United States District Court, D. Minnesota
Haywood Haggins, 14800-041, USP Coleman II, U.S.
B. Roche and C. David Dietz, counsel for defendants
REPORT AND RECOMMENDATION
Katherine Menendez United States Magistrate Judge
Defendants have filed a Motion to Dismiss as Discovery
Sanction. ECF No. 99. Specifically, the Defendants argue that
dismissal is an appropriate sanction because Mr. Haggins has
failed to comply with his discovery obligations and with an
Order of this Court compelling him to do so. Defs.' Mem.
at 1, ECF No. 100. Mr. Haggins responds: (1) that he has
fully cooperated with the discovery process; (2) that he is
unable to comply with certain discovery requests the
Defendants have made; and (3) that the breadth of the
discovery requested was a ploy designed by the Defendants to
engineer a sanctions motion. Pl.'s Resp. at 1-5, ECF No.
on the parties' written arguments and all the proceedings
in this litigation, the Court recommends that the
Defendants' Motion to Dismiss be denied without
prejudice. If the District Court agrees with this course of
action, this Court also recommends modification of the
Haggins is currently an inmate at the United States
Penitentiary in Terre Haute, Indiana. At the time of the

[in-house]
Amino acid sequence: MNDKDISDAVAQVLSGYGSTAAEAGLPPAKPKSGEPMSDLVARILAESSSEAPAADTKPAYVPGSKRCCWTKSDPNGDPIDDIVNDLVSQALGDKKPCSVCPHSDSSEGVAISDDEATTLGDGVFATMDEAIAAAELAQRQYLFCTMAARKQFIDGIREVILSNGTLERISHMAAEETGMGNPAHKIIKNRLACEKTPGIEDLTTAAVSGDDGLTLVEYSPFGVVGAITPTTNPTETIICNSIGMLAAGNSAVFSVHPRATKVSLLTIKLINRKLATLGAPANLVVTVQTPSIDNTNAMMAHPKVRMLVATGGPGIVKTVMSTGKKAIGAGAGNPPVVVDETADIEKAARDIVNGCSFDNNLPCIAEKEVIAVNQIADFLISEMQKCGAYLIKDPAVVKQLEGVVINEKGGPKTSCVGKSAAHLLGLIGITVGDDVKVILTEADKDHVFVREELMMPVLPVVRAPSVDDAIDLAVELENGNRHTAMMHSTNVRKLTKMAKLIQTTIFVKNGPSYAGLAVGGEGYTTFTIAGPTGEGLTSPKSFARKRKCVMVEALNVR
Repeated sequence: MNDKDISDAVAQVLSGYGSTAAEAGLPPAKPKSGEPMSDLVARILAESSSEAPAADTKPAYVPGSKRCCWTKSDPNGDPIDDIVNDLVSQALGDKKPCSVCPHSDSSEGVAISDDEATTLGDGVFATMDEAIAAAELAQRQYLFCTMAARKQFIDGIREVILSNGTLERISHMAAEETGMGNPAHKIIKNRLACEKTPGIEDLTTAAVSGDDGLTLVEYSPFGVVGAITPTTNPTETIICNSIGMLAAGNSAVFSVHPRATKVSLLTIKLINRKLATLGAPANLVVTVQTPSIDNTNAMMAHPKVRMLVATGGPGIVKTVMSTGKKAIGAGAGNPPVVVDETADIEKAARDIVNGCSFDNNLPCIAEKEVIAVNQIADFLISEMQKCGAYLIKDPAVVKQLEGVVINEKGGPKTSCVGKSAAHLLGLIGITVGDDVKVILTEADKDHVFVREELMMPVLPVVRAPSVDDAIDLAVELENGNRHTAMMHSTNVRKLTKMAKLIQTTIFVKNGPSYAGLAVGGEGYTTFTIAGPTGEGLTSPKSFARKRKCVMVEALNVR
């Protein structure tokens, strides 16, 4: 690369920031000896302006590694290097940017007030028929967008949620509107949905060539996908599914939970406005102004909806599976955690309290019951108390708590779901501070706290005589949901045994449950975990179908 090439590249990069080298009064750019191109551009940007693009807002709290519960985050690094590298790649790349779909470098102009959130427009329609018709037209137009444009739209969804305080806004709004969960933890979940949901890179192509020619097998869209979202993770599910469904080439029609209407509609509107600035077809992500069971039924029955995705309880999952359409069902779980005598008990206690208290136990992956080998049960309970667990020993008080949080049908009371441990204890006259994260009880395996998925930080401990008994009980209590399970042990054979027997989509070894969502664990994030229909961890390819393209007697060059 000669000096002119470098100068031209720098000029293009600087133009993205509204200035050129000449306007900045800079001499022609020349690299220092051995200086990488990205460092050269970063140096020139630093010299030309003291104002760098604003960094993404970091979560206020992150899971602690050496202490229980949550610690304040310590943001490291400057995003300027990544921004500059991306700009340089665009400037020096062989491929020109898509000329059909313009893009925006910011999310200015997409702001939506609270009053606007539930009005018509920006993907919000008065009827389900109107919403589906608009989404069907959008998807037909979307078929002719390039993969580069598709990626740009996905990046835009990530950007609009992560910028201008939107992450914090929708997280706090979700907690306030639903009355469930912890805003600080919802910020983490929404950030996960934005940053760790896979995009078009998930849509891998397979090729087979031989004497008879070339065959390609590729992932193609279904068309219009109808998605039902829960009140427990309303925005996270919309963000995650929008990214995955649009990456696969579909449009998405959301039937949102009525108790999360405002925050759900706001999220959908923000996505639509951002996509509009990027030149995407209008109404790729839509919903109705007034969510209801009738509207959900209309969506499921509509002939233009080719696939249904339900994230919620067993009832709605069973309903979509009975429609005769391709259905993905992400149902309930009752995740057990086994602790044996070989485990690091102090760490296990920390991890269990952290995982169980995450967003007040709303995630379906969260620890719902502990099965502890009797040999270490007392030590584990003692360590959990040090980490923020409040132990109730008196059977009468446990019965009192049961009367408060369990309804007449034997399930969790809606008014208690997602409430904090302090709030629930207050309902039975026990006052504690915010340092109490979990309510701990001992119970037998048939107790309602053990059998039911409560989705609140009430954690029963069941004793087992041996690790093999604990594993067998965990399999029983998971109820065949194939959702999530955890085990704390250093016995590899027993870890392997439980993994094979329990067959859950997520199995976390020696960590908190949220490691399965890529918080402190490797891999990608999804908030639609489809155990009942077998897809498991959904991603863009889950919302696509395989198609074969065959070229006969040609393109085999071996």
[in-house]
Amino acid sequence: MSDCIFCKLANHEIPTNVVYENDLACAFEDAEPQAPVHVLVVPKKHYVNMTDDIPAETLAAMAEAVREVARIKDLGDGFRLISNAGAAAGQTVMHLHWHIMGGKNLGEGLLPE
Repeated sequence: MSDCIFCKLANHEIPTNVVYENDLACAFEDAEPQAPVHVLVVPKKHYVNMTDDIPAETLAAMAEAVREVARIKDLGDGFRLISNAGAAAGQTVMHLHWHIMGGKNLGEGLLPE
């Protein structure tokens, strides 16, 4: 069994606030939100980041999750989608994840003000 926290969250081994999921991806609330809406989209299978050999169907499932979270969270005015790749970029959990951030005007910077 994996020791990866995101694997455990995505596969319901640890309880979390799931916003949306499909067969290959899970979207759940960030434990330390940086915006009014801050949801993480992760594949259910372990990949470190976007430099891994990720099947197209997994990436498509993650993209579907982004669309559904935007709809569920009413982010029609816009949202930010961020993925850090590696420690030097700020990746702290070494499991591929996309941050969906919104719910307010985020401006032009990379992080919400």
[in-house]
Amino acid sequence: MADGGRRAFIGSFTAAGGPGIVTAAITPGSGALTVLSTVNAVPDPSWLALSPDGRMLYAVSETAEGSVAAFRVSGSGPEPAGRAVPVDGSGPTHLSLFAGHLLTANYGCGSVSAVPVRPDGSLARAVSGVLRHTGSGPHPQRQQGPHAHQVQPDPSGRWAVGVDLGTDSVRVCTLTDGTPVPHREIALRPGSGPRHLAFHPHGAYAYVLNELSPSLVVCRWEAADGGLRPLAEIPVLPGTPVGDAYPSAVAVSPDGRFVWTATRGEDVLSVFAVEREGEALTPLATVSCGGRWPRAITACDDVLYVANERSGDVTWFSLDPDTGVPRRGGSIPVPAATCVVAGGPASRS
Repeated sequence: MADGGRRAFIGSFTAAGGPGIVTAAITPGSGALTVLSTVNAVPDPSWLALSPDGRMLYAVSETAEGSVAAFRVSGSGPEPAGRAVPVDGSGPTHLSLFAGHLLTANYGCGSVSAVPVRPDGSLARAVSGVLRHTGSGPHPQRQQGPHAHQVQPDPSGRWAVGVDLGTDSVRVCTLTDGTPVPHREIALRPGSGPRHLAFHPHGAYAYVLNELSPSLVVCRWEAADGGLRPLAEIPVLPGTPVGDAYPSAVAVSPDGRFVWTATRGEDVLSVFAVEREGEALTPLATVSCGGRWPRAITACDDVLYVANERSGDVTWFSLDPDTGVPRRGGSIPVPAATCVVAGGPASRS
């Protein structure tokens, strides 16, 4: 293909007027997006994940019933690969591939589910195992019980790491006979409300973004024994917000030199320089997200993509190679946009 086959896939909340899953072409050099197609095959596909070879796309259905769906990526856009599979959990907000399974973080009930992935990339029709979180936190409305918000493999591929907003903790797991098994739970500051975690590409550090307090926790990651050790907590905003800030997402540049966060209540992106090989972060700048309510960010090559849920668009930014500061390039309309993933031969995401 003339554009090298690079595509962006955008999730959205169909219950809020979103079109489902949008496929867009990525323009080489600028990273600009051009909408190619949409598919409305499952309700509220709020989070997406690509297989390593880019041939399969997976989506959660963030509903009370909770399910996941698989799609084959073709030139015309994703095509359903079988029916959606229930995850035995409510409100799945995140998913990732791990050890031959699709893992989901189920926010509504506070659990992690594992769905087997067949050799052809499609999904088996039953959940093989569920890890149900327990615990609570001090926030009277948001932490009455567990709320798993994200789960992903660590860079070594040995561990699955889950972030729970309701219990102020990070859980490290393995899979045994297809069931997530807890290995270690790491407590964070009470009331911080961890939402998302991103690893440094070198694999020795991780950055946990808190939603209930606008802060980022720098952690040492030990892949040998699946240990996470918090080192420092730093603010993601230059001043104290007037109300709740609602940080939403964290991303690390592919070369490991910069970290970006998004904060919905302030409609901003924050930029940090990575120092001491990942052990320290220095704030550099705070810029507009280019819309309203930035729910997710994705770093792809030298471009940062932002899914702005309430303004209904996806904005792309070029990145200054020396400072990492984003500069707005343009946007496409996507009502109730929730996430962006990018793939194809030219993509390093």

events at issue in this lawsuit, he was awaiting a court
appearance as a detainee at a Ramsey County correctional
facility, where the Defendants work as correctional officers.
Mr. Haggins asserts that on February 9, 2009, the Defendants
brutally assaulted him, beating him and choking him until he
was unconscious. See Am. Compl., ECF No. 5.
Haggins originally filed his pro se complaint on January 12,
2015, ECF No. 1, and he was granted IFP status on February
17, 2015, ECF No. 8. Mr. Haggins had some difficulty
achieving service through the U.S. Marshals. In July 2015,
the Defendants moved to dismiss the complaint without
prejudice because they were not appropriately served,
see ECF No. 27, though defense counsel was
ultimately authorized to accept service on behalf of all but
one of the original Defendants, see ECF No. 37. On
March 15, 2016, the District Court dismissed the claims
against one Defendant for insufficient service and allowed
the other claims to proceed. ECF No. 64.
Court issued a Scheduling Order on March 31, 2016, giving the
parties until November 1, 2016 to complete discovery and
until January 1, 2017 to file any dispositive motions. ECF
No. 68. The January 1, 2017 deadline passed without any
dispositive motion being filed, and the Court sought a status
update from the parties. ECF No. 80. Though Mr. Haggins
asserted that he was ready for trial and would welcome an
opportunity to mediate the dispute, ECF No. 81, the
Defendants sought an extension of the schedule to engage in
pretrial discovery and to file a dispositive motion, ECF No.
82. The Defendants explained that extra time was needed
because Mr. Haggins is a federal prisoner and his relocation
to different federal facilities had made it difficult to
communicate with him in a timely manner. ECF No. 82. In
addition, the Defendants informed the Court that the
paralegal and initial attorney assigned to the case
unexpectedly left the Ramsey County Attorney's Office
after this case was filed, which resulted in delays in
getting new counsel up to speed on the litigation.
Id. Based on the showing of good cause in the